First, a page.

Managing Employee Resistance to Change

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Managing resistance to change
The top obstacle to successful change is employee resistance at all levels: Front-line, middle managers, and senior managers. A change in employee attitude
IS possible!
"Garrison Wynn, I just wanted to say Thank You! You will never know the impact that you have made on my life. I started back to work today with a new attitude about my job. I am more confident in myself and my ability to do my best. I do have an important job and it is important to learn how to deal with the stress that comes along with it. I feel like a new person. My husband told me that he could see an improvement in my attitude and that I looked “happy.” Thanks to you I am that new person. Please do more seminars in the Houston area." Shena Glavin, Emergency 9-1-1 Dispatcher

Growing pains
Change is not the problem: it's resistance; I want what I want when I want it. I will not be an expert anymore. I will be a senior beginner!

Excerpts from the 2005 Best Practices in Change Management, Benchmarking report. This report presents comprehensive findings from 411 companies on their experiences and lessons learned in change management. Employees want to hear messages about change from two people: the CEO or their immediate supervisor (and these messages are not the same). The top two reasons for employee resistance are

1. A lack of awareness about the change
2. Comfort with the ways things are and fear of the unknown. The Top 10 Reasons Employees Resist Change
1. The individual's personal predisposition to change.
2. Surprise and fear of the unknown.
3. Climate of mistrust.
4. Fear of failure.
5. Loss of status and/or job security.
6. Peer pressure.
7. Disruption of cultural traditions and/or group relationships. 8. Personality conflicts.
9. Lack of tact and/or poor timing.
10. Not seeing the benefits.

The key phases for managing employees during change:
1. Awareness of the need to change
2. Desire to participate and support the change
3. Knowledge of how to change (and what the change looks like) 4. Ability to implement the change on a day-to-day basis
5. Reinforcement to keep the change in place

The six phases personal or professional change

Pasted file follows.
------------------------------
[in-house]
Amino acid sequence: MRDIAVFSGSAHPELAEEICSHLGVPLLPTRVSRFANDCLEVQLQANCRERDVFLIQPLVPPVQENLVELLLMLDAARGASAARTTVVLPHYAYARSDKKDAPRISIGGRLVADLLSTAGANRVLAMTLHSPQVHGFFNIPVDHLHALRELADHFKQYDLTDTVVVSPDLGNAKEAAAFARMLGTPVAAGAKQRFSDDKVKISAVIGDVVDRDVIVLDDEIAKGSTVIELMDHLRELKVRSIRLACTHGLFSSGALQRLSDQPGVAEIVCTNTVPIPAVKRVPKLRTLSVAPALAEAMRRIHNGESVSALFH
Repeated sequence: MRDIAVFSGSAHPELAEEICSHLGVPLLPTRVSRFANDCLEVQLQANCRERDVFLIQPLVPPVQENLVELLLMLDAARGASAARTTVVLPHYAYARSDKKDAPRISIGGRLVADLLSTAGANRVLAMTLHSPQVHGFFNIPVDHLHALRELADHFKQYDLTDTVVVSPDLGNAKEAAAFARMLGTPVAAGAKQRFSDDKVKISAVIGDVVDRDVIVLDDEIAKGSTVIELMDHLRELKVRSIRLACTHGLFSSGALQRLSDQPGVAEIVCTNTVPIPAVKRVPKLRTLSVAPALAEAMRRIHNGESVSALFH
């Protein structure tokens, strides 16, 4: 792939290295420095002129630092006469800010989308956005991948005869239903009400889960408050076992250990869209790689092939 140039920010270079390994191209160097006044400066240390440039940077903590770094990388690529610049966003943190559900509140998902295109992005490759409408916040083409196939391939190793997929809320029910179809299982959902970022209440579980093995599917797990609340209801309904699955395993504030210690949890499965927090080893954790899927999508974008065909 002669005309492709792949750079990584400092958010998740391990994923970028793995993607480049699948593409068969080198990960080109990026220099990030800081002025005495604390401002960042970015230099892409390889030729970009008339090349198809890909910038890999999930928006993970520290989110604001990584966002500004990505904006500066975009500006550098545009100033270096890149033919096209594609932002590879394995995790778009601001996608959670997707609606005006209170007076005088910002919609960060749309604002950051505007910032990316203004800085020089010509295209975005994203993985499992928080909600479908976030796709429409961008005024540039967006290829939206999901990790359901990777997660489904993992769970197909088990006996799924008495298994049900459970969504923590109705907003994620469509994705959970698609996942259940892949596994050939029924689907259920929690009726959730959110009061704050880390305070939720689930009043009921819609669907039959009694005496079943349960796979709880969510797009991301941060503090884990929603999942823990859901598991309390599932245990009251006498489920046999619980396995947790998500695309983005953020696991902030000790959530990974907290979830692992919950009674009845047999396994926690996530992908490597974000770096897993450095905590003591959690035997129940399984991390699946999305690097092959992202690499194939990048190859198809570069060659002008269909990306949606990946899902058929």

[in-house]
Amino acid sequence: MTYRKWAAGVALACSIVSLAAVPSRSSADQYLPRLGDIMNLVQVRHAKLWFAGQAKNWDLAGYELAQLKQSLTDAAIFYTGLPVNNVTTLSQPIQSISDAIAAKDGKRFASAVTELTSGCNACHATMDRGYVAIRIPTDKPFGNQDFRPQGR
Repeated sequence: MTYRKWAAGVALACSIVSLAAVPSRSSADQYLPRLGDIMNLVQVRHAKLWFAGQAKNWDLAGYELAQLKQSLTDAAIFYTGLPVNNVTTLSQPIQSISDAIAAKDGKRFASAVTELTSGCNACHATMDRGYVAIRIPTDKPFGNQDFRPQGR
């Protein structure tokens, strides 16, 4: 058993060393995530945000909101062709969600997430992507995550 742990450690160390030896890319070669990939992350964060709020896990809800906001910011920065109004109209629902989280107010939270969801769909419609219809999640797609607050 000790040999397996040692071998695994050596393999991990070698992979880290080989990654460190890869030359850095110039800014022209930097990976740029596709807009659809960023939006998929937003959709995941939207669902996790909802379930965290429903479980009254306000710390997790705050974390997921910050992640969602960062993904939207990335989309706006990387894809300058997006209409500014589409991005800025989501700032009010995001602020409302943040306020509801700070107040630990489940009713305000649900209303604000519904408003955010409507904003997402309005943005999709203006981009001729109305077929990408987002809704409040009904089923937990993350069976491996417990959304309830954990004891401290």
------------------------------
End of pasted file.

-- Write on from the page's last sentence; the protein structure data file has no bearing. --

1. Anticipation. The waiting stage. They really don't know what to expect so they wait, anticipating what the future holds. 2. Confrontation. People begin to confront reality. The realize that change is really going to happen or is happening. 3. Realization. Post change - Realizing that nothing is ever going to be as it once was. 4. Depression. Often a necessary step in the change process. This is the stage where a person mourns the past. Not only have they realized the change intellectually, but now they are beginning to comprehend it emotionally as well. 5. Acceptance. Aacceptance of the change emotionally. Although they may still have reservations, they are not fighting the change at this stage. They may even see some of the benefits even if they are not completely convinced. 6. Enlightenment. In Phase 6, people completely accept the new change. In fact, many wonder how they ever managed the "old" way. Overall, they feel good about the change and accept it as the status quo from here forward. It is important to note that people in your organizations will proceed through the different phases at different rates of speed. One person may require two months to reach Phase 6 while another may require twelve. To make things even more complex, the cycle of change is not linear. In other words, a person does not necessarily complete Phase 1 through 6 in order. It is much more common for people to jump around. One person may go from Phase 4 to Phase 5 and then back to Phase 2 again. That is why there is no easy way to determine how long a change will take to implement. However, by using the skills we've outlined above, you increase your chances of managing the change as effectively as...
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